More technically accomplished than emotionally engaging, “Love” joins a niche occupied by films as varied as “Marathon Man” and “Dirty Pretty Things” — stories in which foreign conflicts resurface in big, disinterested cities. Director Vladan Nikolic’s strategy of having ex-Balkan warriors recreate their national tragedies in microcosm is intriguing, as is the fresh face he puts on Manhattan, but the coldness of his delivery may put off some auds. Still, the action is compelling, the film good looking, the acting first rate and the circumstances — people from neglected nations in an alienating if not hostile urban landscape — is moving. Film should do well at festivals and in major cities.
Nikolic’s non-linear — or multi-linear — approach to storytelling may evoke comparisons to “Pulp Fiction” or “Rashomon,” but he lacks the humor of the former and the subjective realities of the latter.
As he rolls out the story of Vanya (Sergej Trifunovic) — an ex-Yugoslav special forces soldier blackmailed into becoming an American hit man — the overlapping action doesn’t alter any version of what happens, only the perspective. For example, during a hit in a hotel, the audience gets electrifying, alternating sequences of action, but the killers and the victims are always the same.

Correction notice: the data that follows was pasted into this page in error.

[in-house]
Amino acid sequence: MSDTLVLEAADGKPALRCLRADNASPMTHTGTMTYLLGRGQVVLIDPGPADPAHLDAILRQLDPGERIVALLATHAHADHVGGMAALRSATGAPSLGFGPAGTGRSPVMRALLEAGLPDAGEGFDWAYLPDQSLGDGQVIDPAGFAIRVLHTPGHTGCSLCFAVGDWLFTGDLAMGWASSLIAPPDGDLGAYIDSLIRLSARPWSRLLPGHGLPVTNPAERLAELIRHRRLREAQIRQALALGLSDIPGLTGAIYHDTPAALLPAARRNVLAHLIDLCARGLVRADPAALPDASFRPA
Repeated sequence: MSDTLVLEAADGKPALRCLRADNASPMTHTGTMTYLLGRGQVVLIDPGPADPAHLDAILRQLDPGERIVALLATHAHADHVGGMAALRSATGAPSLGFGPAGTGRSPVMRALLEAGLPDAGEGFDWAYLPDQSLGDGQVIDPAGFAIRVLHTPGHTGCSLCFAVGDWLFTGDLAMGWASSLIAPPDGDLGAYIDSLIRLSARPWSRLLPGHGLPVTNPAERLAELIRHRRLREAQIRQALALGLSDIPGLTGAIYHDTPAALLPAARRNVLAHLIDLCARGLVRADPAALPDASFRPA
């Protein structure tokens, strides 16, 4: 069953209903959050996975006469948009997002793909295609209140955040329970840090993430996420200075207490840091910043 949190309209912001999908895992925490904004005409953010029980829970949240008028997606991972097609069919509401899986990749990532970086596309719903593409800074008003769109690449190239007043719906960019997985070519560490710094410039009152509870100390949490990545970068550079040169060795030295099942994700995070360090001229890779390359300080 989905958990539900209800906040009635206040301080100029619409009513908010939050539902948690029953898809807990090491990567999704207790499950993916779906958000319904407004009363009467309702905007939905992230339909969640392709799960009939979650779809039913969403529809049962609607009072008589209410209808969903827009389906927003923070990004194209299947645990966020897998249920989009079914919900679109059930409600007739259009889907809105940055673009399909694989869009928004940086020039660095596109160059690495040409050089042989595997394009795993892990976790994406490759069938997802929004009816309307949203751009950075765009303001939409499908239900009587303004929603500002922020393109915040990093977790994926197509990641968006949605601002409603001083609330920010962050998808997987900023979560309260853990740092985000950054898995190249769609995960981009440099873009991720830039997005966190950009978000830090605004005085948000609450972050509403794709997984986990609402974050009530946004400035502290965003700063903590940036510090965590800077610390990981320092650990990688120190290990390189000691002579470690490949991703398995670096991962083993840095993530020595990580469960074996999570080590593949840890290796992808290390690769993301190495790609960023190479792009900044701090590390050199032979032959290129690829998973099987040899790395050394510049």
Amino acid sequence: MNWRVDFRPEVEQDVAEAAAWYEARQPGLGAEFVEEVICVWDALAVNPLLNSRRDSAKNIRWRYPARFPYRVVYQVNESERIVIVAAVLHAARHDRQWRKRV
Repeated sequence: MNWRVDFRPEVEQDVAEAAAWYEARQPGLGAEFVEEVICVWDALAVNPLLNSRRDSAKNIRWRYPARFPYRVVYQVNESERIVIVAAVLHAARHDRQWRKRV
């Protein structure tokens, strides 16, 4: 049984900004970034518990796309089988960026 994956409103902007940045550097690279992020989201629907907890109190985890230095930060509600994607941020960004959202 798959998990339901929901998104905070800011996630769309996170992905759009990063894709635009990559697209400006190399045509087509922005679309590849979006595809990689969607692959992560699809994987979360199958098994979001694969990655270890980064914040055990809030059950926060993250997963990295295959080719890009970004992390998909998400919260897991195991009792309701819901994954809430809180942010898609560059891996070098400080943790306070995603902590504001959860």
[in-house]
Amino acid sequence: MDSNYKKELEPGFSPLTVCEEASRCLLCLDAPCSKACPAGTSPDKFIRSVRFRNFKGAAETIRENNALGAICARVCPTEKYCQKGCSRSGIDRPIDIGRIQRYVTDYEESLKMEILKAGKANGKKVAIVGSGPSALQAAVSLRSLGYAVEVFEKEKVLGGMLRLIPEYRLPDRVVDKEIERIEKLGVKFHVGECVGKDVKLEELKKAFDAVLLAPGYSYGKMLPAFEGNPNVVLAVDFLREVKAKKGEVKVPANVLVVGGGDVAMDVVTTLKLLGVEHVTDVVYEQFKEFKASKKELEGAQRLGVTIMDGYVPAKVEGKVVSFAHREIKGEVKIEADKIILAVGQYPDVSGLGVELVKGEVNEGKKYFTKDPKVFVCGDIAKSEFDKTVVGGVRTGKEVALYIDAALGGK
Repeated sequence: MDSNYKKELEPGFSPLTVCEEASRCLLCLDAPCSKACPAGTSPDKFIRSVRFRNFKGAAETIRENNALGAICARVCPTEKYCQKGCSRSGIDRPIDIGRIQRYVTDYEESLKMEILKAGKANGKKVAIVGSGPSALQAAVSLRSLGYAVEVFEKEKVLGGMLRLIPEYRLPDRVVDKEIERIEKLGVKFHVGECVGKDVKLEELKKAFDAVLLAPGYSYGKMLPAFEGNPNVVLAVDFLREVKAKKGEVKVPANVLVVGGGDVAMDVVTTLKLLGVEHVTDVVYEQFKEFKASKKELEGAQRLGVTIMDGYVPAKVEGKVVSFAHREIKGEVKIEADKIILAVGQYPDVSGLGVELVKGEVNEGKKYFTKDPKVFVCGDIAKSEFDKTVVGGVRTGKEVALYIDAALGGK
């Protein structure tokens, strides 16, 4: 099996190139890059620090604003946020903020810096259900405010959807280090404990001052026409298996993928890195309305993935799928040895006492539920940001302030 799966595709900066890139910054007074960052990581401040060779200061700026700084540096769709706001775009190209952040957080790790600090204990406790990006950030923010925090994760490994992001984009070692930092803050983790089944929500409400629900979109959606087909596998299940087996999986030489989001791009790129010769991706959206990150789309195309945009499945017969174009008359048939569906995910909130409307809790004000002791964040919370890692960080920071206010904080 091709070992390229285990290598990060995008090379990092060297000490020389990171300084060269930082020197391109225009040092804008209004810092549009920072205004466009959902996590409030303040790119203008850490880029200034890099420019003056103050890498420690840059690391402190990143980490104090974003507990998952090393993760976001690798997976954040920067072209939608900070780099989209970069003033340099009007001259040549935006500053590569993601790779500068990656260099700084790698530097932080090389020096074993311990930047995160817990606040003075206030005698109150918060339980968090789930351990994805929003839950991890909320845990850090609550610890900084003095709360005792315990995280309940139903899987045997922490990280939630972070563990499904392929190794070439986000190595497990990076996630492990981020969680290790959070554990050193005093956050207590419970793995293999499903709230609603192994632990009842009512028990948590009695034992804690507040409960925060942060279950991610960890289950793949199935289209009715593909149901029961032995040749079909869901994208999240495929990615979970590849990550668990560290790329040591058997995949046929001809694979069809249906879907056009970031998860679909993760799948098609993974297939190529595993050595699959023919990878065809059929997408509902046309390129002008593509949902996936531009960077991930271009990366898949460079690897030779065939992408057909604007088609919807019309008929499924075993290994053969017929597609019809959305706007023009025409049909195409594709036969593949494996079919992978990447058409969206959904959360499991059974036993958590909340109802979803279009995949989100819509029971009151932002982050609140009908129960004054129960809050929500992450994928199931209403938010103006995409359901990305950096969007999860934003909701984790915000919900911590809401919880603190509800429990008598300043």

Accepting what he believes to be his last contract killing, Vanya is reunited with his ex-wife, Anna (Geno Lechner), a German member of Doctors Without Borders who he met in Bosnia. Although Vanya still loves Anna, Anna is involved with Dirk (Peter Gevisser), a New York City cop and would-be writer.
Meanwhile, villainy from the past haunts the present day, and, as the characters’ various storylines intersect and interweave, a stark portrait of desperate people in desperate situations emerges.
“Love” has its soap-opera elements, although the romantic subtext never intrudes on, nor trivializes, the political side of the story. What one wants from “Love” are a few more trips to the Kleenex box, but perhaps that is asking too much of a film so structurally ambitious.